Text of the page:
Git the Absolute Bare Essentials with GitHub
For the longest time, I’ve been afraid of git. Until one day, I was forced to learn git to be able to collaborate in a team. There was no way around it, the most efficient way of collaborating code was through git. But once I started using git, I realized git was nothing to be afraid of. Yet, tutorials and guides were over filled with information about git. Somehow they made git complex and made me afraid of it. If I was given the bare essentials to do one solo project, I would’ve persevered on with the rest on my own. When learning, nothing is more mission critical then learning itself.
This guide is meant to be simple enough for someone to be able to learn git while they have just started to learn programming. This tutorial is using git in a project you’re doing yourself, so that you can start to save your code by using git instead of saving them onto your desktop locally. I realize this guide is cutting out a lot, which people who are first learning git won’t notice. I trust the people reading, will persevere onward after this tutorial. I hope that after reading this yourself, you’ll pass this onto anyone else who’s learning to code and saving locally.
What is git?
Git is a version control system, usually abbreviated VCS. In simplest terms, it literally means a way to save and track changes online. The way you save each change on a document over and over again to Google Drive.
Use this link to install git on Mac OS.
Use this link to install git on Windows. (Use the Git Bash to follow along)
For Debian-based Linux like Ubuntu or Elementary OS
$sudo apt-get install git-all
For everything else, use this.
Use this link and create a GitHub user profile if you haven’t done so yet.
Using git on a Solo Project
The idea of git is for you to have an online folder of code, which you can also save to. The way you save a folder to Google Drive. Except with git, you’ll be using the terminal to do so. Like how Google Drive is one platform of cloud storage vs Dropbox. GitHub is the same platform in that sense.
There is bit of terminology you have to get use too. An online folder of code on GitHub is called repository. Copying a folder from your repository to your computer is called cloning.
Let start by making our first repository on GitHub. On the top right corner you should press the ‘+’ icon and it should have a drop down. Click “New Repository” in the drop down.
You should have been greeted by the page below. Type “first-repository” in Repository Name (which is the title of your online folder or repository), keep everything else as is and then just hit Create Repository.
If you’ve been greeted by the image below, then you’re in you first repository! We now only care about copying the HTTPS link for your repository. If you hit the copy icon next to the link, it should copy to clipboard. This HTTPS link is what will let you copy your repository to your local computer or otherwise known as cloning.
Open terminal (Git Bash if you’re on Windows) and navigate to a directory you feel comfortable cloning your repository too. (If you’re not good with terminal, here is also a YouTube link for that too). I like to make a directory where called “Workspace” in my documents directory to dump all everything I work on. Once you’re in a place in your PATH, you’re comfortable cloning your directory into, type the following into your terminal and hit enter.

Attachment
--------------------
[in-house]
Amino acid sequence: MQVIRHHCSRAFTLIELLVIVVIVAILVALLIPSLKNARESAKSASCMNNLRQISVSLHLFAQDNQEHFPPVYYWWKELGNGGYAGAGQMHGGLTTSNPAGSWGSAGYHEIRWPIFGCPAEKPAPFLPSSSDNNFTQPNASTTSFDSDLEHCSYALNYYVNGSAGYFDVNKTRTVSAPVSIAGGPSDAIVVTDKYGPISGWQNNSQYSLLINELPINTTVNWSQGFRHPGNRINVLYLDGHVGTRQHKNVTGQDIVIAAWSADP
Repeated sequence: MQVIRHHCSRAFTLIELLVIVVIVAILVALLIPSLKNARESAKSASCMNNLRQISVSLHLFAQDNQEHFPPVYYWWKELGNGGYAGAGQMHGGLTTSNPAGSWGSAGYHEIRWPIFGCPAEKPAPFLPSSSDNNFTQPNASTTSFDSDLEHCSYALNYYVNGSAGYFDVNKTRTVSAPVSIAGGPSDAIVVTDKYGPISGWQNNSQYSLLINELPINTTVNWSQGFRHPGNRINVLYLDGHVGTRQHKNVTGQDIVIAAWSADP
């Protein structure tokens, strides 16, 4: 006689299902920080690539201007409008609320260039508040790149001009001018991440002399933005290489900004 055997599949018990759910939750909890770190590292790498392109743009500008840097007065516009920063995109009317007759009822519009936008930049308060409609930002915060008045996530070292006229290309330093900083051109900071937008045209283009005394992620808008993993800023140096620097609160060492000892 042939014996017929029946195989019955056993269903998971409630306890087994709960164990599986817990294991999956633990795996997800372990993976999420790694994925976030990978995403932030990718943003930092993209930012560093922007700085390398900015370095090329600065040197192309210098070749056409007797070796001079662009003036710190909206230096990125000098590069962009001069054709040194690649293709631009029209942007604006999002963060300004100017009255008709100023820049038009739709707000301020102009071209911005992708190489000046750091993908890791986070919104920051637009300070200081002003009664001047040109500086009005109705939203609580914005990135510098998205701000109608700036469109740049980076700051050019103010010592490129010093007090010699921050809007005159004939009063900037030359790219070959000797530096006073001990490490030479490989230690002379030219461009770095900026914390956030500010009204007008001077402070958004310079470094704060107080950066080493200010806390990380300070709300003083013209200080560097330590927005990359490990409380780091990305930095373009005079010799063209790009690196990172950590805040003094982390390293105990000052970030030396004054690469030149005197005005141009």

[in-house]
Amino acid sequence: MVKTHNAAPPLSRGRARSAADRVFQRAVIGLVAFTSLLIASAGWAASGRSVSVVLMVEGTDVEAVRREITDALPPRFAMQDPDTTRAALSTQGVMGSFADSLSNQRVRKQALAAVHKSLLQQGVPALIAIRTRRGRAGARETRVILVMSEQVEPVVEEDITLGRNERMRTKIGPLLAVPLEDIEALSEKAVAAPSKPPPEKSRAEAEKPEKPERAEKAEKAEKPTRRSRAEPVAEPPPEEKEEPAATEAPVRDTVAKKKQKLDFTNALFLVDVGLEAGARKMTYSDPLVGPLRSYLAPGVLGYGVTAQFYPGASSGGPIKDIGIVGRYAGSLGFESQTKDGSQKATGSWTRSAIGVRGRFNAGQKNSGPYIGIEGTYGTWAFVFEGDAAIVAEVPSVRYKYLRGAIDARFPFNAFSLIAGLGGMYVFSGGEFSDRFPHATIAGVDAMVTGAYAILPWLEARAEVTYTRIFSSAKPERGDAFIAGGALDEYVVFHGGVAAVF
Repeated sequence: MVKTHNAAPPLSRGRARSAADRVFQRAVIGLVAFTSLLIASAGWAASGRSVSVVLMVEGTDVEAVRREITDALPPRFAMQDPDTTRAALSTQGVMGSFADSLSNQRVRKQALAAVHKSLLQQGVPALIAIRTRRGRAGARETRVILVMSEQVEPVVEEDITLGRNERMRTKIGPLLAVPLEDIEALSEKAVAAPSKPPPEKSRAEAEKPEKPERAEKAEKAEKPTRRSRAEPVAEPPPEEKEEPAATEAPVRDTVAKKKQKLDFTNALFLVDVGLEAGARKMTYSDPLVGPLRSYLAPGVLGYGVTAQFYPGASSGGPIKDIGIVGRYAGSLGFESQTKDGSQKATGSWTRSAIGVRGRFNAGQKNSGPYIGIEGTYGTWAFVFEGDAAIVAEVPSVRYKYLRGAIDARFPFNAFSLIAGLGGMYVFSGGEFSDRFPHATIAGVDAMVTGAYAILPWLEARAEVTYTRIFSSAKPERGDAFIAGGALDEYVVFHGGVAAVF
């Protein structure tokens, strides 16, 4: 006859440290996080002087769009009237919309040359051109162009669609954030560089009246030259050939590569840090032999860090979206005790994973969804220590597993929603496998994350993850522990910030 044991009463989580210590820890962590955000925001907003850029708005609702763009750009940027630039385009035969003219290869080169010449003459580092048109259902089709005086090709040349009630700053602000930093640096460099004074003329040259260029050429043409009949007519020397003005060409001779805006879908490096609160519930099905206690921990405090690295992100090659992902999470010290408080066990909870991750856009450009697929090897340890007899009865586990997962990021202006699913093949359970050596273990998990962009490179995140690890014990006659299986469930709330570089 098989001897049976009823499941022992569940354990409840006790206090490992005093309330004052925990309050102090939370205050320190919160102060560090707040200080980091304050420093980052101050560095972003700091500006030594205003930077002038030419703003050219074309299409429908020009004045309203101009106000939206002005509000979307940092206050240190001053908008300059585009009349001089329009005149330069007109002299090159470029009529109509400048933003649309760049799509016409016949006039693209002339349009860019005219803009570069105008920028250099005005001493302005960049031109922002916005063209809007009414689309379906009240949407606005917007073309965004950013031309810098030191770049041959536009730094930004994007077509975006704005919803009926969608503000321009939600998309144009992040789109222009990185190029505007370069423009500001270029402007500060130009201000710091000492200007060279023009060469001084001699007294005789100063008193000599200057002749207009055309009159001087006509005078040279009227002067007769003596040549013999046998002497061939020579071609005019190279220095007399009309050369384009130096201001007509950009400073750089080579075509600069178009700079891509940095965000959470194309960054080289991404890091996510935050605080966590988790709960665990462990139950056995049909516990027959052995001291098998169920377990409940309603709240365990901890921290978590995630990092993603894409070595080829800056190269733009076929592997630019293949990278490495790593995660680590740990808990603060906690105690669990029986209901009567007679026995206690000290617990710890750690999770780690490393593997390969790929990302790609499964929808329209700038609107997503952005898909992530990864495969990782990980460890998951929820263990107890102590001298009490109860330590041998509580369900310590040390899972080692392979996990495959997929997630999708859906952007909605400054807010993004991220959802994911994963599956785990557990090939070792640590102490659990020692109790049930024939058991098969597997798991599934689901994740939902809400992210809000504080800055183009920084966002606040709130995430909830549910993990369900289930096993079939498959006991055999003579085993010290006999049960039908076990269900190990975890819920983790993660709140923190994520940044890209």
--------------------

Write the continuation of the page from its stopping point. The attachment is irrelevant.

git clone (Paste HTTPS link from clipboard)
Once you hit enter, you may get a warning like mine. Nothing to worry about, but now you’ve cloned your directory onto your computer. You can navigate to that folder both GUI or terminal.
Here’s a little more terminology you have to learn before we continue. The repository on your local computer is called the Master while the online repository in your GitHub is called the Origin.
Now lets navigate into that directory, which is our master, through command line and create a new file inside our repository. Name it anything and type anything in that file. I created a text file called “hello”. You could have made a ruby file called ruby.rb. Once your satisfied, lets now have these changes saved into our origin repository in GitHub. The way we do this is by typing the following lines of code.
git add .
git commit -m "Created my first new file."
When you hit enter you’ll be asked to log into your GitHub account. It’ll prompt your for your username and password. Once you’ve entered them, the origin repository should have updated the changes you’ve made to your master repository. If you refresh the page in your origin repository, you should see the file(s) you created. Every time you make changes to your master repository, enter the three commands (while writing what changes you made in-between the quotations on line 2 ) to make those changes to origin. This process is repeated over and over again, the way you hit the save button.
Great, how is this useful?
For now, it’s not as useful as it’s intended to be. What is useful for you right now is that you can clone your origin repository if you’ve accidentally deleted your master. If you’re working on this code on your desktop at home, you can download git and clone this to your laptop and vice versa. Git is extremely powerful and I hope that this has at least given you the bare essentials to get your feet wet.